A magical new play by Bryony Lavery, based on the novel by Eric-Emmanuel Schmitt, Oscar and the Pink Lady reminds us to live every day like it’s the last.

Eric-Émmanuel Schmitt is Franco–Belgian playwright, short story writer, novelist, and film director.
His novels and short stories include Mr Ibrahim and the Flowers of the Koran, Oscar and The Lady in Pink, Madame Pylinska and Chopin’s Secrecy, Ulysses from Baghdad, Night of Fire, The Man Who Could See Through Faces and Odette Toulemonde. His books have been translated into 46 languages and been adapted for both the stage and screen. He is the author of more than 20 original plays including Enigma Variations (with Alain Delon), The Libertine, Frederick or the Crime Boulevard, Between Worlds, Partners In Crime (with Charlotte Rampling), Oscar and The Lady In Pink (with Danielle Darrieux), Si On Recommencait (with Michel Sardou), and several adaptations, including Milady (based on Dumas Three Musketeers), Le Bossu, Twenty-Four Hours In The Life Of A Woman (based on Stefan Zweig’s novel), and a new adaptation of The Diary of Anne Frank. His film and television credits include Mr Ibrahim and the Flowers of the Koran (with Omar Sharif), Odette Toulemonde, Oscar and The Lady in Pink (with Michele Laroque and Max von Sydow), and a TV mini-series of Les Liasions Dangereuse (with Catherine Deneuve and Rupert Everett). He is a member of the Goncourt Jury, and The Royal Belgian Academy or French Language and Literature.

Bryony Lavery returns to Sheffield Theatres, where her play Queen Coal premièred in 2014. Her play Frozen, won TMA Best Play Award, the Eileen Anderson Central Television Award and was produced on Broadway where it was nominated for four Tony Awards, and most recently in the West End at Theatre Royal Haymarket. She has collaborated three times with Frantic Assembly on Stockholm - which won the Wolff-Whiting award for best play of 2008, Beautiful Burnout Fringe First award at Edinburgh Festival, before touring the UK, New York, Australia and New Zealand; and most recently The Believers. Other work includes The Lovely Bones (Birmingham Rep and UK tour), The Midnight Gang (Chichester Festival Theatre), The Borrowers (Storyhouse), Brighton Rock (Pilot Theatre), Last Easter, Kursk - with Sound and Fury at the Young Vic and Sydney Opera House; A Christmas Carol (Chichester, Birmingham and West Yorkshire Playhouse), Thursday (ETT/Brink in Adelaide and Canberra), Dirt (Studio Theater, Washington DC - nominated for Best New Play, Helen Hayes Award), A Doll's House (Manchester Royal Exchange), Her Aching Heart and A Wedding Story. She is a Fellow of The Royal Society of Literature, an honorary Doctor of Arts at De Montfort University and an Associate Artist at Birmingham Repertory Theatre.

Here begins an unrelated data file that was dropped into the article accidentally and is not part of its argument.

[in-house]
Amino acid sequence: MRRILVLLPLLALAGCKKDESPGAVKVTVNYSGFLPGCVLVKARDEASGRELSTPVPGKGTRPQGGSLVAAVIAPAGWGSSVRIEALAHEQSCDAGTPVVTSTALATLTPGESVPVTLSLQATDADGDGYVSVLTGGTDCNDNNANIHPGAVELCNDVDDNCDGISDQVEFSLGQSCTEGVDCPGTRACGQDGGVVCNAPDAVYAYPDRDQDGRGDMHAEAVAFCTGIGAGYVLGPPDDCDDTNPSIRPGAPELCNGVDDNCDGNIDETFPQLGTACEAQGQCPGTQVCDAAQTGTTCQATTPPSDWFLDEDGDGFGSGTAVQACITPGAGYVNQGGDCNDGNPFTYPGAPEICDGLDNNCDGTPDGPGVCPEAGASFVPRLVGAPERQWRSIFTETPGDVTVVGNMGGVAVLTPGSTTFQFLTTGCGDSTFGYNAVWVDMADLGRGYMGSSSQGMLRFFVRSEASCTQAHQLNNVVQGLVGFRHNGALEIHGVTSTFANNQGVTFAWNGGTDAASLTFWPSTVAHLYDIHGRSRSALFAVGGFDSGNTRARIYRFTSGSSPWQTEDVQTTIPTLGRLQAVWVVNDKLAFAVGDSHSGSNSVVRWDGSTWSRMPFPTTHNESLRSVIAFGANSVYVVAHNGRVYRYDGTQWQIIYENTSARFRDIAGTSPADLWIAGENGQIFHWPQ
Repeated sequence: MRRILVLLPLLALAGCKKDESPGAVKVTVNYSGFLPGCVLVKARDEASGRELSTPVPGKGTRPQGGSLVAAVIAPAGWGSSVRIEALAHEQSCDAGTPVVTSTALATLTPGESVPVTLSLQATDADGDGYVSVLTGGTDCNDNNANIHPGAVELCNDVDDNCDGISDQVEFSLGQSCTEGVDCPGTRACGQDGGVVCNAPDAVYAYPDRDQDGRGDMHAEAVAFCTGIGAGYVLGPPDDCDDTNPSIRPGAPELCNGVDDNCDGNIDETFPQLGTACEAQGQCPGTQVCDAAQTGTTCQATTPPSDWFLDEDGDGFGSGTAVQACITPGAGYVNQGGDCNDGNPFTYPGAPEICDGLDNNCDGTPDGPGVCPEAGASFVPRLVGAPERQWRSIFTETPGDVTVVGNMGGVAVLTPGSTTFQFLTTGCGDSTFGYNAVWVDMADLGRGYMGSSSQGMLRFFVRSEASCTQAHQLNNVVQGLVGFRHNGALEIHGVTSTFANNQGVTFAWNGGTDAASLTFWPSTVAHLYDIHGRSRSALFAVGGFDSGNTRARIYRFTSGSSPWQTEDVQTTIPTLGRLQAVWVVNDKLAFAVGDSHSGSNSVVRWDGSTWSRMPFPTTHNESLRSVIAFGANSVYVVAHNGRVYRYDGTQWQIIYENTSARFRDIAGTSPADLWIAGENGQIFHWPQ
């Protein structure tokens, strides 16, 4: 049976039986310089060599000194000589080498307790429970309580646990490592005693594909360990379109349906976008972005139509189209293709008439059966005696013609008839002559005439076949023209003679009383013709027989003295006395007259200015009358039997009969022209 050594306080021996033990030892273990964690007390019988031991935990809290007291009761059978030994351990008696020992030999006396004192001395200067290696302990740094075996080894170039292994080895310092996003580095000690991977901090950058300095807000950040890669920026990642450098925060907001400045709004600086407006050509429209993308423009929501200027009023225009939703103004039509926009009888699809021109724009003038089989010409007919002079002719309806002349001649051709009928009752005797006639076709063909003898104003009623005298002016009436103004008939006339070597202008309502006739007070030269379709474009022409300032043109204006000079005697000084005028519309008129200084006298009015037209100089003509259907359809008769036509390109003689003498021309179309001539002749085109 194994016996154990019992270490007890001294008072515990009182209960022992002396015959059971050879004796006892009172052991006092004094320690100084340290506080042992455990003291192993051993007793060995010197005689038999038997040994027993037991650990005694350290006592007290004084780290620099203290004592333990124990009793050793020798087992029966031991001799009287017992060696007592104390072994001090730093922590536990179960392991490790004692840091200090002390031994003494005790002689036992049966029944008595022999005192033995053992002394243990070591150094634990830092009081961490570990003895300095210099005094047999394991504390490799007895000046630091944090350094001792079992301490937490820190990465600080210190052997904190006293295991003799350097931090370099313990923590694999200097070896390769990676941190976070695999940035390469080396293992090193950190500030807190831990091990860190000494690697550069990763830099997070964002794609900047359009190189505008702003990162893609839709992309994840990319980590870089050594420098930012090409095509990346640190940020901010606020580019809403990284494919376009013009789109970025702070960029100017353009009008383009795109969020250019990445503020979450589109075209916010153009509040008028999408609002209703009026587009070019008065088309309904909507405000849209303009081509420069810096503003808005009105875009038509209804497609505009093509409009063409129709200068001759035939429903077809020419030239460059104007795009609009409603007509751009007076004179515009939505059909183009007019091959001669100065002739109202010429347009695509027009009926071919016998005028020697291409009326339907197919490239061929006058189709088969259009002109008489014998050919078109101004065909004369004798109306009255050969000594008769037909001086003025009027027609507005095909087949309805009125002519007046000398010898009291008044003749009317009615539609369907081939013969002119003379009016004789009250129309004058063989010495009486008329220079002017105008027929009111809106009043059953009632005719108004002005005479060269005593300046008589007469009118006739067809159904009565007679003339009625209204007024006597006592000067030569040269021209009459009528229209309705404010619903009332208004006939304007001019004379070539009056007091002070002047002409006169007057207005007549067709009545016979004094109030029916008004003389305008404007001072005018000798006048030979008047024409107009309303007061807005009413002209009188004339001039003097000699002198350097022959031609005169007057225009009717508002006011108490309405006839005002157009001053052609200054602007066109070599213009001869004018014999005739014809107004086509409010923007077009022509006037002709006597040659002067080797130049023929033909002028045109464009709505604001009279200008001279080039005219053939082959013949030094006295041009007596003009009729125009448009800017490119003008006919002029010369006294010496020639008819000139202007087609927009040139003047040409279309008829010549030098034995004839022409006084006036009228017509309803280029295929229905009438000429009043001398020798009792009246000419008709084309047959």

Justin Martin directs. His most recent credits include The Jungle (co-director with Stephen Daldry - Young Vic/Playhouse West End/St Ann's Warehouse New York/Curran San Francisco), Low Level Panic (Galway Theatre Festival/Irish National Tour/Old Fitz Sydney), Fifty Two (Leicester Square Theatre), Harvey and Frieda (Arcola Theatre), Skintight/Far Away (both at fortyfivedownstairs Melbourne), and Last Chance (Young Vic). He was the associate director on The Inheritance (Young Vic/Noël Coward Theatre), Skylight (Wyndham’s Theatre) and The Audience (Gielgud Theatre), all of which transferred to Broadway. He also worked with John Tiffany and Steven Hoggett on the National Theatre of Scotland’s production of Let The Right One In (NTS/Royal Court Theatre/Apollo Theatre/St Ann’s Warehouse, New York). He was an associate director on Billy Elliot The Musical working on Broadway, throughout North America, Korea, Amsterdam and Australia. Alongside this he is working with Stephen Daldry and Peter Morgan on their television series The Crown. In 2005, he was the inaugural recipient of the Roger Leach Award for Theatre.

"The lifeblood of the UK’s theatre ecosystem." The Guardian